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Our Language

The Words We Use & Why

Sibling sexual behavior, harm, trauma, abuse, assault... these words encompass an extensive range of possible experiences and circumstances. No single umbrella term can describe it accurately to everyone.  As the world finally begins to speak of this reality, language is still evolving. At 5WAVES we regularly discuss and ponder our, use of language in regard to sibling sexual trauma and abuse. Our values guide our choice of language, and our current choices are described below. For a deeper discussion, see our blog, What to Call It: Words Matter.  

You are the expert on your own experience!

Sibling sexual trauma encompasses an incredibly broad range of possibilities and circumstances.

We support all individuals to choose the language that best fits their lived reality.


5WAVES defines siblings as people who share the same parents, and/or were raised in the same home as children.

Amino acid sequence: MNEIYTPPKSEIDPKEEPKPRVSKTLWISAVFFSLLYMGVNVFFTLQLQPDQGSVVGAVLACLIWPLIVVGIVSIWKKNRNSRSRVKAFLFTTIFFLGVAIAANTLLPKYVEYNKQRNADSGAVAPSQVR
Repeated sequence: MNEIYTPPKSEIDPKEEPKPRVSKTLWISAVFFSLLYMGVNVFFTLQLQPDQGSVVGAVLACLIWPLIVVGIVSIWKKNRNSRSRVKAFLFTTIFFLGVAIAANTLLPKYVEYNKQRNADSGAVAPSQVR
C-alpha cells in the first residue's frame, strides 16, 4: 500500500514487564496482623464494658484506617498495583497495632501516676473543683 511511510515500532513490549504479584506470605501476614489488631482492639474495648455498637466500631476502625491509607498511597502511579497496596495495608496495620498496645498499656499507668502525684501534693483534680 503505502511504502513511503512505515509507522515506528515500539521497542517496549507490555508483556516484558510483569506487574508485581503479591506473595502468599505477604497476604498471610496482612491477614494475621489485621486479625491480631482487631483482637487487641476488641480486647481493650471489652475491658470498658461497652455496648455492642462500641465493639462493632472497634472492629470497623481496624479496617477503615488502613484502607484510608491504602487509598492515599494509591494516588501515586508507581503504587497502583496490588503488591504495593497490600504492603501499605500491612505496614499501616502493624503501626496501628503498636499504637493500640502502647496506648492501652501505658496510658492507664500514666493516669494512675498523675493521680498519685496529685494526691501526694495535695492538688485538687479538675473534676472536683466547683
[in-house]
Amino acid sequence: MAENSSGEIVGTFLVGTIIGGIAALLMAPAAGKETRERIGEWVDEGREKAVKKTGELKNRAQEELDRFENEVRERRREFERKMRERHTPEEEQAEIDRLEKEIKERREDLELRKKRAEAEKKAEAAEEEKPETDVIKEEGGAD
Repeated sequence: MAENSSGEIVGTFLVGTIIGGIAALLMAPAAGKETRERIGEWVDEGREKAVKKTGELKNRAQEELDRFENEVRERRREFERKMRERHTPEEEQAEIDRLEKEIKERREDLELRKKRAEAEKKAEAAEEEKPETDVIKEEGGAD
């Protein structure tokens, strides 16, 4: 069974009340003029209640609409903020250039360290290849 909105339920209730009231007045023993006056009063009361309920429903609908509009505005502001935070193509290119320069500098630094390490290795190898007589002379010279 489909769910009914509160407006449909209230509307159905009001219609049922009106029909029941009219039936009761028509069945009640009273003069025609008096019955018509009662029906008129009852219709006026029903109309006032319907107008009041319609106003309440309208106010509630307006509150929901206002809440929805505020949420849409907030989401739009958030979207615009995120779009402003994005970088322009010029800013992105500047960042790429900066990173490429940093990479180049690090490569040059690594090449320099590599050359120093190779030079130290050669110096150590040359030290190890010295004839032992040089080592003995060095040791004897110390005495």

We recognize that sexual harm is also common among other relatives, such as  cousins, and between children who are not related. We hope that our resources are helpful to those facing these tragedies as well.

  • Our resources focus on behavior that happens when both siblings are still children or young people (minors)

  • Our preferred terms for general use are "child who was harmed" and "child who caused harm"

  • We strive to focus on  actions--"harmful sexual behavior" and effects--"sexual trauma" rather than attaching labels to children or teenagers


We recognize that abusive sibling sexual behavior can also begin or continue when one or both siblings are adults. Our resources do not specifically cover this circumstance, but we welcome those who are affected by it to use any information that is relevant.

Sibling sexual abuse is a more common term. We use sibling sexual trauma as an umbrella term, because it is more inclusive, less stigmatizing, and focuses on the harmful effects rather than the motivation or legal definition of behavior.  However, we do vary our language depending on context. For example, many survivors find the word "abuse" crucial to describe and validate their experience.  When speaking with or of young people who have harmed a sibling, the term "harmful sexual behavior" may be most appropriate.
Gender Inclusive...
Anyone of any gender can experience or cause sibling sexual trauma or abuse
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